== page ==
logo

With BMO Centre’s opening, it’s now established that new Rivers District buildings have to look cool

alt
Photo credit:Sergei Belski/USA Today Sports
Ryan Pike
28 days ago
Over the past few years, a lot of attention has been paid to boosting development in the Stampede Park and Victoria Park area – the part of the city that City Hall has dubbed “The Rivers District.” The redevelopment is centred around a pair of tent-pole projects that hopes are will draw Calgarians and tourists alike to Stampede Park year-round.
The two mega-projects are the BMO Centre expansion, which opened its doors on June 8, and the upcoming new arena for the Calgary Flames, which is expected to begin construction later this summer. These two major projects follow on the heels of a few others that have been completed in recent years in the area, such as Studio Bell (opened in 2016), the Central Library (opened in 2018), the Platform Innovation Centre (opened in 2022) and the SAM Centre (opened in 2024).
If nothing else, the buildings that have opened in the area thus far have set a specific architecture standard – if you’re going to be in this neighbourhood, your building better look cool and have some local flavour to its design. That sets a high bar for the two firms tasked with the two mega-projects: Populous (partnering with Stantec and S2 on the BMO Centre expansion) and HOK (partnering with DIALOG on the new Flames arena).
Earlier this month, FlamesNation chatted with Populous’ Michael Lockwood and Stantec’s Leo Lejeune on the challenges of designing the BMO Centre expansion. In particular, convention centres – like arenas – can fall into the trap of feeling generic and disconnected from the city they’re located in. Lockwood likened the BMO Centre to the “living room of Calgary,” and the team designed with that mindset.
“A core tenet of our practice is understanding spirit of place,” said Lockwood. “So we have to live and breathe the place in which we design buildings. And for Calgary specifically, having amazing partners with Stantec and S2, one of the most important things that we did is that we attended Stampede in 2019 before we picked up a pen and started designing the facility, because we wanted to live and breathe the Stampede brand and our partners with Stantec and S2 allowed us to understand and experience it for the first time. I went for eight days, went as long as I could, but really understanding the energy of the space, the energy of the event. And one of the core mottoes of our project here was ‘Stampede 365,’ so how do you capture that Stampede spirit year-round, for international guests that may never attend the 10-day festival? And we think this building does that.”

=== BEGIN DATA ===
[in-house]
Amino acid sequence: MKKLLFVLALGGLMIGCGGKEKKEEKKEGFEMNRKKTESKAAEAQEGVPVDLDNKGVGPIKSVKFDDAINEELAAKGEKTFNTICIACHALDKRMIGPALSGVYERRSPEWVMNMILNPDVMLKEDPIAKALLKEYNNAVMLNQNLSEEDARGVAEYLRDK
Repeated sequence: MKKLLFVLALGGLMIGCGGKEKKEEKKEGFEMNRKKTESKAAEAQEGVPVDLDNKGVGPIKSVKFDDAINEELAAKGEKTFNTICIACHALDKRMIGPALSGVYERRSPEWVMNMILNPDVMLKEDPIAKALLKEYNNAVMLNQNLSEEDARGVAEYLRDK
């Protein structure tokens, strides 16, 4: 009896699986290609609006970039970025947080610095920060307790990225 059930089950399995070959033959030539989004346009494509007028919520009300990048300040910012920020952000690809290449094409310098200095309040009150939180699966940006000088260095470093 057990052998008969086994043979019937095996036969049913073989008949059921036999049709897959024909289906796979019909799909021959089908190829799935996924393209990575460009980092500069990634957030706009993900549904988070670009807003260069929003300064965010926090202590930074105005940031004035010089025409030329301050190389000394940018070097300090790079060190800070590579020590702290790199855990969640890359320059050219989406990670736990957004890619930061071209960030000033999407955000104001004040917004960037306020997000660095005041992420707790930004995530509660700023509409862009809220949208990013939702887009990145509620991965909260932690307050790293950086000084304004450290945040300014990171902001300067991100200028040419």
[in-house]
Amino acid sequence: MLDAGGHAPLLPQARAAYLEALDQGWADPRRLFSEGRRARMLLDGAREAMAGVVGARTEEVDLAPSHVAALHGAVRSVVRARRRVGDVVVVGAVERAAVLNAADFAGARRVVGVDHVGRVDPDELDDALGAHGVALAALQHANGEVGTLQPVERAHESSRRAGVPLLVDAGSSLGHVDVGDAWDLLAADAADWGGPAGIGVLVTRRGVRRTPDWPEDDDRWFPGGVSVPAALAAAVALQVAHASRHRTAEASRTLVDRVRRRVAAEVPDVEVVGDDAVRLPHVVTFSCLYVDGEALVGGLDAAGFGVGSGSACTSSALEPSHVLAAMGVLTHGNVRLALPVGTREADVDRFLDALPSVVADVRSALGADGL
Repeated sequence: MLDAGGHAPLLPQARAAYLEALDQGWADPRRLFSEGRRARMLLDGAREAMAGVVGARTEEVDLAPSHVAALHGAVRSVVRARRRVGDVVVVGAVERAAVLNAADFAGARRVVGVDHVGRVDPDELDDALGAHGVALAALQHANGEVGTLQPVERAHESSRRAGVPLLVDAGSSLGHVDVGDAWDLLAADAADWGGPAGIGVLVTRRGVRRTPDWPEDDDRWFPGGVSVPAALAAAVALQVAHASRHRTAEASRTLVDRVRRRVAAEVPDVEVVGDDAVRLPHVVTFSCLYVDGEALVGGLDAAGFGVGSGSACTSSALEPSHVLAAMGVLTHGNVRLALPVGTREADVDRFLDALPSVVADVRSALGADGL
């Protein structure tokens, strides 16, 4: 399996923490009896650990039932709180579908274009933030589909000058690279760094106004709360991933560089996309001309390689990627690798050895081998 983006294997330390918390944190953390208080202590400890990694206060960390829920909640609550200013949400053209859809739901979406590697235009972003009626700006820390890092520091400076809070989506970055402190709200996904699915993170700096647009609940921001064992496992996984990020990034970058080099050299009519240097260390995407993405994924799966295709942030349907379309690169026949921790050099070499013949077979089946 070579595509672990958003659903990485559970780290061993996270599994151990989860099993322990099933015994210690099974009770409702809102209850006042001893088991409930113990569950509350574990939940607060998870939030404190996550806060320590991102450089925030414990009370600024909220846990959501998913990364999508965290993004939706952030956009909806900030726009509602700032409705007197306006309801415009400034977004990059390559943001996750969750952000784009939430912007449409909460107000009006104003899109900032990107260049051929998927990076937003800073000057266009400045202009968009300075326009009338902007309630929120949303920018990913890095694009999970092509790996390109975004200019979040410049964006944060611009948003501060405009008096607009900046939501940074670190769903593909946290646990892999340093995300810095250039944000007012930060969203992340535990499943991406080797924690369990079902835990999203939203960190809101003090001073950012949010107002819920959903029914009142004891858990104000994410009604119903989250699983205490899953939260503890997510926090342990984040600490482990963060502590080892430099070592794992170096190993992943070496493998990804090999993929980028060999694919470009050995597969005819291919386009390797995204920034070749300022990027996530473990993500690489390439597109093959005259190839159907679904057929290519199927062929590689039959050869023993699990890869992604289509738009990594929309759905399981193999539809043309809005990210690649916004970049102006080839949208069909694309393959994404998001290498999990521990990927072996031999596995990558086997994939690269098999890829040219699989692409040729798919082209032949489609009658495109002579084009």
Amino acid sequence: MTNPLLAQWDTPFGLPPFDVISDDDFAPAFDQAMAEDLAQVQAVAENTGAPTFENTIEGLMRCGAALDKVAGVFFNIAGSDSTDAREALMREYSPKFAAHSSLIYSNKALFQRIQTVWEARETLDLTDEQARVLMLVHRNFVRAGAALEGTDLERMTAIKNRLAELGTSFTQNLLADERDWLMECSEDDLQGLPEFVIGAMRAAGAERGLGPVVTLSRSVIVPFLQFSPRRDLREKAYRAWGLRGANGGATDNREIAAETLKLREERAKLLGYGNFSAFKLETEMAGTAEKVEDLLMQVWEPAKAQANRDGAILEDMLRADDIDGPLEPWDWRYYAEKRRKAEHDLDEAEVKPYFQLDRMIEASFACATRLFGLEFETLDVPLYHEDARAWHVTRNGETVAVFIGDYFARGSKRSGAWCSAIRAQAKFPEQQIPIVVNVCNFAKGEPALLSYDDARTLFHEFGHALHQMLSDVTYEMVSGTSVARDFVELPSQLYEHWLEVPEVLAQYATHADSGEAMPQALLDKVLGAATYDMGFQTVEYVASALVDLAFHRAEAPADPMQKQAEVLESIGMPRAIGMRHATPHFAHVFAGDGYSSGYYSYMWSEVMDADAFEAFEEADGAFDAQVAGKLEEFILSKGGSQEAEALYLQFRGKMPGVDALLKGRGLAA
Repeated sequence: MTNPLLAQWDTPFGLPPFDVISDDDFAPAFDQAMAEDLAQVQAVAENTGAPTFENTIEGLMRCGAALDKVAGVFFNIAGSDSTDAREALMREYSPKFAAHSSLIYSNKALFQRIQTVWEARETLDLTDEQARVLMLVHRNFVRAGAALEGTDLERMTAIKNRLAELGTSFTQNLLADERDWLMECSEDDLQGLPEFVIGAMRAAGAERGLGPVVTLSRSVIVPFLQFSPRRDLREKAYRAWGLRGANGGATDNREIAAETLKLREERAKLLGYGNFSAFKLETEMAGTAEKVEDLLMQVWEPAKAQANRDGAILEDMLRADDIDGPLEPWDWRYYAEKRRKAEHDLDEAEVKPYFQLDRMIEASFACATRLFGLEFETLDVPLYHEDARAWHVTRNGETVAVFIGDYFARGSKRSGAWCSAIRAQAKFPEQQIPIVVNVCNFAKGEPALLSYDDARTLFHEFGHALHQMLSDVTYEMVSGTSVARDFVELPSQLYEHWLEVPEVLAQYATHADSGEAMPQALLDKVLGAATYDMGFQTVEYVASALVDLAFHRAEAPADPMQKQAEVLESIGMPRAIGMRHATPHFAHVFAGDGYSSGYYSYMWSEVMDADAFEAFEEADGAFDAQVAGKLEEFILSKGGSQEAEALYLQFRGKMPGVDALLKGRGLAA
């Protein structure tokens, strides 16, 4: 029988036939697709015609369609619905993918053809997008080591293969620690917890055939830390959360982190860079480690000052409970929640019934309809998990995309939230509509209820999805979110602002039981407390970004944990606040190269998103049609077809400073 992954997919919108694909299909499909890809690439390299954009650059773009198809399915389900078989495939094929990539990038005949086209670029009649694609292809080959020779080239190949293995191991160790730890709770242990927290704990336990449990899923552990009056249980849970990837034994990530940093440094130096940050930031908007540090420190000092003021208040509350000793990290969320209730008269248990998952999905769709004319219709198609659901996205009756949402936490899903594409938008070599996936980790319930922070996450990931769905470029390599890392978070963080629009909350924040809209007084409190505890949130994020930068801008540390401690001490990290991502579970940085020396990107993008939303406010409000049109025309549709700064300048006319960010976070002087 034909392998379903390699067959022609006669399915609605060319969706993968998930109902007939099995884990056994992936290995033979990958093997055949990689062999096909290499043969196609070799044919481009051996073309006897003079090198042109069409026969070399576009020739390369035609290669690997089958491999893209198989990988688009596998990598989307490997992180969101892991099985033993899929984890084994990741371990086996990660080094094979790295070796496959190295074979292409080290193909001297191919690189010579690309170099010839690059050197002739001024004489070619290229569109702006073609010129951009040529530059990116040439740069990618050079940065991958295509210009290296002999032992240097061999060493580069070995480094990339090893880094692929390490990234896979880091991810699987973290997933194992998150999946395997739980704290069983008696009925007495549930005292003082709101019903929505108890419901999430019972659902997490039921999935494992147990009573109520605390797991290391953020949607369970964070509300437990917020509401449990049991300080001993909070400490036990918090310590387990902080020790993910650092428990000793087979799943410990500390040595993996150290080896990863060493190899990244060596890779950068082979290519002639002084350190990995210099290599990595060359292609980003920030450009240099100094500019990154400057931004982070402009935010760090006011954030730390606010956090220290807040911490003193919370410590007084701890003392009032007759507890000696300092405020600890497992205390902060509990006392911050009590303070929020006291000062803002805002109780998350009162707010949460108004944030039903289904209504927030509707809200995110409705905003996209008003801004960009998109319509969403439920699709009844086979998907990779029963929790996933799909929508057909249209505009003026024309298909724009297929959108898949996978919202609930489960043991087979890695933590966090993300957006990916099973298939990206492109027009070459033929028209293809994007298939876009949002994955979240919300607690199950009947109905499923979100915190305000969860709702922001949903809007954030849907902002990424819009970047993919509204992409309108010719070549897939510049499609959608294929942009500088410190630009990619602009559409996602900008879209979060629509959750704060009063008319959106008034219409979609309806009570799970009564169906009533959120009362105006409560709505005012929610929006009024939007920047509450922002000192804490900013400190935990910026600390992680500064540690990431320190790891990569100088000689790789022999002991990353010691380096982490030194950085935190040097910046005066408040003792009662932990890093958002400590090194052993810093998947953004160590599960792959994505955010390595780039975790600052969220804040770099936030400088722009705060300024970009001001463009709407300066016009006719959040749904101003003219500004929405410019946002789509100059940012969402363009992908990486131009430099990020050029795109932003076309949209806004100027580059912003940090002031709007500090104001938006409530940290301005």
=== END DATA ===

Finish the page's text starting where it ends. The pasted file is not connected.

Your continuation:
Populous is a gigantic company with design projects around the world. They’ve done work on recent arena builds (or rebuilds) such as Seattle’s Climate Pledge Arena, Las Vegas’ T-Mobile Arena and New York’s UBS Arena, and they’ve built convention centres around the world in places like Sydney (Australia), Qatar and San Antonio. (They also worked on the Sphere in Las Vegas.) They rely on their locally-based partners, Stantec and S2 in the case of BMO Centre’s expansion, to help the building have a sense of place rooted in the area.
“We were able to help inform some of the big site moves and those decisions about bringing 17th Avenue into the site, bringing Calgarians into Stampede Park in a way they haven’t been able to do in over 40 years, and creating this anchor building on the corner that doesn’t block the district,” said Lejeune. “In fact, our design moves support a new future arena, diagonally through underneath this canopy to a new Flames event centre. Supports whether the Saddledome stayed or whether it was demolished. It all works because of careful thought as to the placement of things on the site together.”
One of the key design elements that was used to help make the new BMO Centre feel like Calgary was, well, allowing visitors to see Calgary as much as possible. The designers really focused on creating access points to natural light, with a lot of windows and skylights throughout to provide views of the city. And while Calgary’s unabashedly a winter city that gets cold at times, balconies were also included in the design to leverage outdoor space when the seasons allow.
“That’s really important because convention centres of the past were historically closed boxes, inward-looking,” said Lejeune. “Dark meeting rooms, dark ballrooms. So if people are going to be spending the money on coming to Calgary, the best way to attract them is to actually sell your city, showcase your city, put it on display through the windows. And in addition to that, about creating great light, great views, is creating some of those Calgary elements, those unique architectural moments that patrons can experience inside the building.”
Some of the “Calgary elements” integrated in the BMO Centre include enlarged medallions that replicate classic 1960s Stampede coins embedded in the main level’s flooring and a recreation of the Stampede Corral’s old “Neon Cowboy” design. The centrepiece of the indoor gathering space, The Exchange, is Canada’s largest fireplace, while the large outdoor gathering space including several seating areas and a grand staircase underneath the large canopy arm.
If nothing else, the BMO Centre expansion is a bold piece of infrastructure that attempts to knit itself into the community it’s located in, and meets the “must look cool” threshold for inclusion in the district. We’ll see what HOK and DIALOG have up their sleeves when the event centre designs are unveiled sometime later this summer.

Check out these posts...